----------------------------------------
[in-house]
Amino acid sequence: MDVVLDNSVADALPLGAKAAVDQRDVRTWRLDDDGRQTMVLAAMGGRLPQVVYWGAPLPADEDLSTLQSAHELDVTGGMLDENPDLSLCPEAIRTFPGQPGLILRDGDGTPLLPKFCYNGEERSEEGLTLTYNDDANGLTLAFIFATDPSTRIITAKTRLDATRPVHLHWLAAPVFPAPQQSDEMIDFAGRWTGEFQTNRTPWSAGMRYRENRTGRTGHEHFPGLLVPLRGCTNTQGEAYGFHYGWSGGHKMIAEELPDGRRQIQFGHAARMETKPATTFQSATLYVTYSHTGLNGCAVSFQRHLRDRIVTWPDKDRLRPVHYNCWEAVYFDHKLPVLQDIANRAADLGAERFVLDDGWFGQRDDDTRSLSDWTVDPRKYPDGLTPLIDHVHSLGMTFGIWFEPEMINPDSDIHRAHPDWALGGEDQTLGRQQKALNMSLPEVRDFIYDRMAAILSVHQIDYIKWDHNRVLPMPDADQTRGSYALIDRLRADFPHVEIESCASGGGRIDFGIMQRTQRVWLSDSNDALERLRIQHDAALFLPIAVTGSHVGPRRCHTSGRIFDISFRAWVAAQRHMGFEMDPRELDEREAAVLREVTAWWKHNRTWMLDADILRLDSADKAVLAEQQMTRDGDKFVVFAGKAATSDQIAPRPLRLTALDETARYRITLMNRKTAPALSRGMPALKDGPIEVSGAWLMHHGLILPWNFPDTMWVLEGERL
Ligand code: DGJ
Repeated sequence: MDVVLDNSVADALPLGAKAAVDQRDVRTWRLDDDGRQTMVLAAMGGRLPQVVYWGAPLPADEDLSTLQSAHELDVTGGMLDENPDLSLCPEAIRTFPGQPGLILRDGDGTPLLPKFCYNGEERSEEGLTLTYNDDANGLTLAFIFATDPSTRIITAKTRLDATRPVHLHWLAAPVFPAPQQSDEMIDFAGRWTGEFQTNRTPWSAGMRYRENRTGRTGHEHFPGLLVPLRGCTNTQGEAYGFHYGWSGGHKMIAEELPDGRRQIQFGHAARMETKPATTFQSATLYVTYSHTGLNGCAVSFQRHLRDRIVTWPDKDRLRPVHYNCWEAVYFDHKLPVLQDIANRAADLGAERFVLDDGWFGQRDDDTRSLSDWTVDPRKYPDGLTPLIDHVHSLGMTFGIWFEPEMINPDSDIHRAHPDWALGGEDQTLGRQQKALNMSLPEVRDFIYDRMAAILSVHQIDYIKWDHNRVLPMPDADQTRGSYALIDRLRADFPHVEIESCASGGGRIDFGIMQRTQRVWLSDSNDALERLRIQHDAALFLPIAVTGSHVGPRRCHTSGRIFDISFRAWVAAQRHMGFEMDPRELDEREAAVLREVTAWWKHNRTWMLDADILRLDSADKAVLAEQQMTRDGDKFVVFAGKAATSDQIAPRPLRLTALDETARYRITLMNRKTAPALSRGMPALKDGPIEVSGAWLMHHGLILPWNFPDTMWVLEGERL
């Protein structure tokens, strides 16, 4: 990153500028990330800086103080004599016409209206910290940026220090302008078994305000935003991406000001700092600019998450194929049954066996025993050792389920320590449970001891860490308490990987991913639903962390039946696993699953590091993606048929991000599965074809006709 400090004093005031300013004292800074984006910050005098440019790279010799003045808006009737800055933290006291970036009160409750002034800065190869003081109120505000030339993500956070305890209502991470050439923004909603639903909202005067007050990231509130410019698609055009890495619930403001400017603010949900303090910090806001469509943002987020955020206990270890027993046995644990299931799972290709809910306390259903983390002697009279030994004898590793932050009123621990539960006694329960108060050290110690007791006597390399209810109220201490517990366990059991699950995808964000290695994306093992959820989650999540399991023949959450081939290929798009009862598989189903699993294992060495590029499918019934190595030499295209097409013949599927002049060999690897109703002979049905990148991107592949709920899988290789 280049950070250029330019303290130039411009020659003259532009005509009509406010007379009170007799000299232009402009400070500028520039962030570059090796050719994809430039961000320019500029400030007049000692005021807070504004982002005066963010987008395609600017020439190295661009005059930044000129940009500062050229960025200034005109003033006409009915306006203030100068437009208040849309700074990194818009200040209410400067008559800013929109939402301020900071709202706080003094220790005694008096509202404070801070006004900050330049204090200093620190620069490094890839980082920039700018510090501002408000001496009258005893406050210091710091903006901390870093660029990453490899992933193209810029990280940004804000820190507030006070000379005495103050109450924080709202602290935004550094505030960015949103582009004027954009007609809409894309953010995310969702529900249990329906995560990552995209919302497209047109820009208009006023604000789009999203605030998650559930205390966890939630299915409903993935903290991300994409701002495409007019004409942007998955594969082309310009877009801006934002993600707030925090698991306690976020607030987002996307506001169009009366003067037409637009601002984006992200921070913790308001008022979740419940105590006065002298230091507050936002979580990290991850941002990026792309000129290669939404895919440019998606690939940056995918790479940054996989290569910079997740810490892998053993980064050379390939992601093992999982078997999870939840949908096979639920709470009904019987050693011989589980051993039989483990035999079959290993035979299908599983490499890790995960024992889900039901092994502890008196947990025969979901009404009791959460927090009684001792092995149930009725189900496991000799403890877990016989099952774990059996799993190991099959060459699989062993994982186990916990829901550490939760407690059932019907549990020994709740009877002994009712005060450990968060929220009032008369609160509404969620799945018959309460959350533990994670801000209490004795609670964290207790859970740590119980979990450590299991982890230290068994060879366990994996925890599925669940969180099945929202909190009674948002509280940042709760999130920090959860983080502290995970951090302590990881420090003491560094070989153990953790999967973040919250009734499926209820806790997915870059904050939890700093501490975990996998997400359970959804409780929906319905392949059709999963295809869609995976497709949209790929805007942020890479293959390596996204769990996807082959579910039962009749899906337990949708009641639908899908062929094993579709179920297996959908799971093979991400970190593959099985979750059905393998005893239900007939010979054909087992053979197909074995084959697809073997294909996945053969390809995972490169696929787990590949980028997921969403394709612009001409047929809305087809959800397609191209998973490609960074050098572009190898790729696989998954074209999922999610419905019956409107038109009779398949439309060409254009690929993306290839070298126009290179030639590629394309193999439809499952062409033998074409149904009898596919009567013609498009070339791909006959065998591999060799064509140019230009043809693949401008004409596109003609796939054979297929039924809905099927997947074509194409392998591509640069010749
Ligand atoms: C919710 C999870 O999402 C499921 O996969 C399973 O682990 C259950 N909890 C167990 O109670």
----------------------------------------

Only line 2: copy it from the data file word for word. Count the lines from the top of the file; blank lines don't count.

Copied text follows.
Amino acid sequence: MDVVLDNSVADALPLGAKAAVDQRDVRTWRLDDDGRQTMVLAAMGGRLPQVVYWGAPLPADEDLSTLQSAHELDVTGGMLDENPDLSLCPEAIRTFPGQPGLILRDGDGTPLLPKFCYNGEERSEEGLTLTYNDDANGLTLAFIFATDPSTRIITAKTRLDATRPVHLHWLAAPVFPAPQQSDEMIDFAGRWTGEFQTNRTPWSAGMRYRENRTGRTGHEHFPGLLVPLRGCTNTQGEAYGFHYGWSGGHKMIAEELPDGRRQIQFGHAARMETKPATTFQSATLYVTYSHTGLNGCAVSFQRHLRDRIVTWPDKDRLRPVHYNCWEAVYFDHKLPVLQDIANRAADLGAERFVLDDGWFGQRDDDTRSLSDWTVDPRKYPDGLTPLIDHVHSLGMTFGIWFEPEMINPDSDIHRAHPDWALGGEDQTLGRQQKALNMSLPEVRDFIYDRMAAILSVHQIDYIKWDHNRVLPMPDADQTRGSYALIDRLRADFPHVEIESCASGGGRIDFGIMQRTQRVWLSDSNDALERLRIQHDAALFLPIAVTGSHVGPRRCHTSGRIFDISFRAWVAAQRHMGFEMDPRELDEREAAVLREVTAWWKHNRTWMLDADILRLDSADKAVLAEQQMTRDGDKFVVFAGKAATSDQIAPRPLRLTALDETARYRITLMNRKTAPALSRGMPALKDGPIEVSGAWLMHHGLILPWNFPDTMWVLEGERL